Sunday, 24 April 2016

Is Revelation an astrological myth?

Consider the evidence that John's vision is literally a vision of the heavens, which to New Testament-era people meant literally the visible sky and the further heavens above it.  After taking dictation of seven letters from "one like a son of man", he sees a vision:
behold, a door standing open in heaven! And the first voice, which I had heard speaking to me like a trumpet, said, Come up here, and I will show you what must take place after this.” At once I was in the Spirit, and behold, a throne stood in heaven, with one seated on the throne. And he who sat there had the appearance of jasper and carnelian, and around the throne was a rainbow that had the appearance of an emerald. Around the throne were twenty-four thrones, and seated on the thrones were twenty-four elders, clothed in white garments, with golden crowns on their heads. From the throne came flashes of lightning, and rumbling and peals of thunder, and before the throne were burning seven torches of fire, which are the seven spirits of God, and before the throne there was as it were a sea of glass, like crystal.
These are all sky phenomena.  (Regarding the sea of glass, remember Genesis 1 saying there are waters up in heaven, and a canopy separating the waters above from the waters below.)  He who sits on the throne in the sky seems to be God, especially if ones compares the figure in Ezekiel 1.

Coming back to the "one like a son of man":
In his right hand he held seven stars, from his mouth came a sharp two-edged sword, and his face was like the sun shining in full strength.
This son of man is standing in the midst of seven lampstands, and holds seven stars in his right hand.  Up by the throne there is next also seen:
a Lamb standing, as though it had been slain, with seven horns and with seven eyes, which are the seven spirits of God sent out into all the earth.
Again with the seven items.  This would seem to be Jesus in his anthropomorphic and ovine avatars: of course one of Jesus' roles is to be the replacement for the life-saving sacrificial lamb of Passover.

If John is seeing the Lamb with seven stars in the heavens, he might be talking about a vision inspired by the constellation Aries with the seven Pleiades alongside.  We call Aries the Ram, but in ancient Hebrew culture it was a lamb.  With his head pointing backwards, we can imagine him "slain".  Just next to Aries on the left is the cluster of seven stars called the Pleiades.  Being on the ecliptic, with the Sun passing through annually, we might see an explanation of his face "like the sun shining".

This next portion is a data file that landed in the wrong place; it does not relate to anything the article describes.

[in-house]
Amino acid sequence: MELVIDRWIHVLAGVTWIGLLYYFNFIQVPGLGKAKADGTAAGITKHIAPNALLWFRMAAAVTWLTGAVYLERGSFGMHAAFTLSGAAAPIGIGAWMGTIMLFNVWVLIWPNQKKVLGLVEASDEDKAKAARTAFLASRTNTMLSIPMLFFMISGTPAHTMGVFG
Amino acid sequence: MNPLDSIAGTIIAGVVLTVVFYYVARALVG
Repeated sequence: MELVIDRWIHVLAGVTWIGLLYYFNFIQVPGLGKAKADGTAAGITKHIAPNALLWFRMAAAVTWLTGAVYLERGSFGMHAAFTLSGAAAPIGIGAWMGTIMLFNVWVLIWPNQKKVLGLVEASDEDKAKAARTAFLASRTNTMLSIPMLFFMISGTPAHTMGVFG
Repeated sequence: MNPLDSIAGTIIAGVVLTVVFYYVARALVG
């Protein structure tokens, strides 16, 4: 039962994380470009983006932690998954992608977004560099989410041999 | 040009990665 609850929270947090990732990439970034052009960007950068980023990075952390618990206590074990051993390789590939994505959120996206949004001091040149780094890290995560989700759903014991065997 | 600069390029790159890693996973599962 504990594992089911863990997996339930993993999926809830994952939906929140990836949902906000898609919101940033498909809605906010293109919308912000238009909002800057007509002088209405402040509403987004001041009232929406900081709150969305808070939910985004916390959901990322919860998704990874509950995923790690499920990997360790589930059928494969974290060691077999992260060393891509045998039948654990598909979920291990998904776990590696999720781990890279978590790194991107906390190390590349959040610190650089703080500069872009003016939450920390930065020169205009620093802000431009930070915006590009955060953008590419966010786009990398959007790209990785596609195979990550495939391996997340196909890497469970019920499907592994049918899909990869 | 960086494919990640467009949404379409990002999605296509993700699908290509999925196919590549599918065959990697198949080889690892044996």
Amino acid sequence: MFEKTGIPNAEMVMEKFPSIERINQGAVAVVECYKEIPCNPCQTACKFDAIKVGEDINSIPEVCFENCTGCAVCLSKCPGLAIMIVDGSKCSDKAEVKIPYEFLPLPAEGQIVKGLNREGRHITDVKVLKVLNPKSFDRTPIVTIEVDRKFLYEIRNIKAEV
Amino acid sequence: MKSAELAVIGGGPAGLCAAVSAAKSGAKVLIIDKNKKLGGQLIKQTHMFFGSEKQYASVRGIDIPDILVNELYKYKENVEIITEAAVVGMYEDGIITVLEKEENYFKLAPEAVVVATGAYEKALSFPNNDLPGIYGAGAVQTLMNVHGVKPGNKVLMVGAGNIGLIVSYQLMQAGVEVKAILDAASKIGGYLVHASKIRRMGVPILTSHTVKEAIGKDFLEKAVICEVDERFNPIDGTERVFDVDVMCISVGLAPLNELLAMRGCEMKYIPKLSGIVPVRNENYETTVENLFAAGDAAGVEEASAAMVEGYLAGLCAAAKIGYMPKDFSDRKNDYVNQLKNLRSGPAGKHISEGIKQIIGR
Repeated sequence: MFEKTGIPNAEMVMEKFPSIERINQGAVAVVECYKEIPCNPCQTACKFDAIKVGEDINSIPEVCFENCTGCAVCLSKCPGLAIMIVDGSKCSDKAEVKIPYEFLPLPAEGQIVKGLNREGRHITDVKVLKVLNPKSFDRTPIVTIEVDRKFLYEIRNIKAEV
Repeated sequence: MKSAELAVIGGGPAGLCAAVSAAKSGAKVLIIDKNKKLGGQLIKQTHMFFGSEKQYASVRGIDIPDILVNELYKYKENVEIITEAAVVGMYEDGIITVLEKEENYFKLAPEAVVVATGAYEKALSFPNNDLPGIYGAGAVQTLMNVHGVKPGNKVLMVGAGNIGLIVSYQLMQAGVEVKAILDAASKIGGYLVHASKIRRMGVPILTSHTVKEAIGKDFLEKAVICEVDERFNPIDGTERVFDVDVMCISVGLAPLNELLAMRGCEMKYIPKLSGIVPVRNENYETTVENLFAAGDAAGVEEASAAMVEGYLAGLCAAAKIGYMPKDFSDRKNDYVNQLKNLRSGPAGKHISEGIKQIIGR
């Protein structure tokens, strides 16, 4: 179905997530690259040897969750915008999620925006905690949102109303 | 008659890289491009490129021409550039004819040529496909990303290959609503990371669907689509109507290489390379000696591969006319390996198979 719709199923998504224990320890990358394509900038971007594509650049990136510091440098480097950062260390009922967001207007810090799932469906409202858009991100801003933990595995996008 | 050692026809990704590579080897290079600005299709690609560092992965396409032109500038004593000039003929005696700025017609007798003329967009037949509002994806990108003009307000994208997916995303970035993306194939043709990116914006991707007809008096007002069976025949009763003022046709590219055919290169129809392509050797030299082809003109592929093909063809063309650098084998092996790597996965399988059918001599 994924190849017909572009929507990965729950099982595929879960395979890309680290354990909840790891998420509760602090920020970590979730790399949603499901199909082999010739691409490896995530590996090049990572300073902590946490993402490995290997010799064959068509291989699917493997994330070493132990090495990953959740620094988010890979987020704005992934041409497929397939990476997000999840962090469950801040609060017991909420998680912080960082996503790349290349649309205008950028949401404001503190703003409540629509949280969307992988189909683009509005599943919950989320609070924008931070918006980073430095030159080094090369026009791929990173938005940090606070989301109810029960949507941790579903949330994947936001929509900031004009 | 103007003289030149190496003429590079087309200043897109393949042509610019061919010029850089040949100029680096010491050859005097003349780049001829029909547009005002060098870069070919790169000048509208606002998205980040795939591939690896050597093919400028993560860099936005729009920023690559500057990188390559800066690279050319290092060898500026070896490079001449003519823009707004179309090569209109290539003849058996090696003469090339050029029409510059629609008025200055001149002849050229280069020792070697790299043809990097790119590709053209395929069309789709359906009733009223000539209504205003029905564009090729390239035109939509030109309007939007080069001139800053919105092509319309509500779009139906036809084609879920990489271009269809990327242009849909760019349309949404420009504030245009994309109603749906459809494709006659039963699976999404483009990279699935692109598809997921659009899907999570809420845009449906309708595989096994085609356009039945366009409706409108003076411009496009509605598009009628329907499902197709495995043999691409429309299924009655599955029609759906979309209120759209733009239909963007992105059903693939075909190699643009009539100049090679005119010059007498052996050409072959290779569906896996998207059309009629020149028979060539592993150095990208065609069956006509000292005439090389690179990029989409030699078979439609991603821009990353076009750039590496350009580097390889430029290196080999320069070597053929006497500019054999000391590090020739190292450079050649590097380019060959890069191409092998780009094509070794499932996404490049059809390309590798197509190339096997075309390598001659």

We also have by the throne some creatures of the following kinds:
the first living creature like a lion, the second living creature like an ox, the third living creature with the face of a man, and the fourth living creature like an eagle in flight. And the four living creatures, each of them with six wings...
Like much in Revelation, they seem to be based on these creatures from Ezekiel:
As I looked, behold, a stormy wind came out of the north, and a great cloud, with brightness around it, and fire flashing forth continually, and in the midst of the fire, as it were gleaming metal. And from the midst of it came the likeness of four living creatures. And this was their appearance: they had a human likeness, but each had four faces, and each of them had four wings. ... And the four had their faces and their wings thus: their wings touched one another. Each one of them went straight forward, without turning as they went. As for the likeness of their faces, each had a human face. The four had the face of a lion on the right side, the four had the face of an ox on the left side, and the four had the face of an eagle.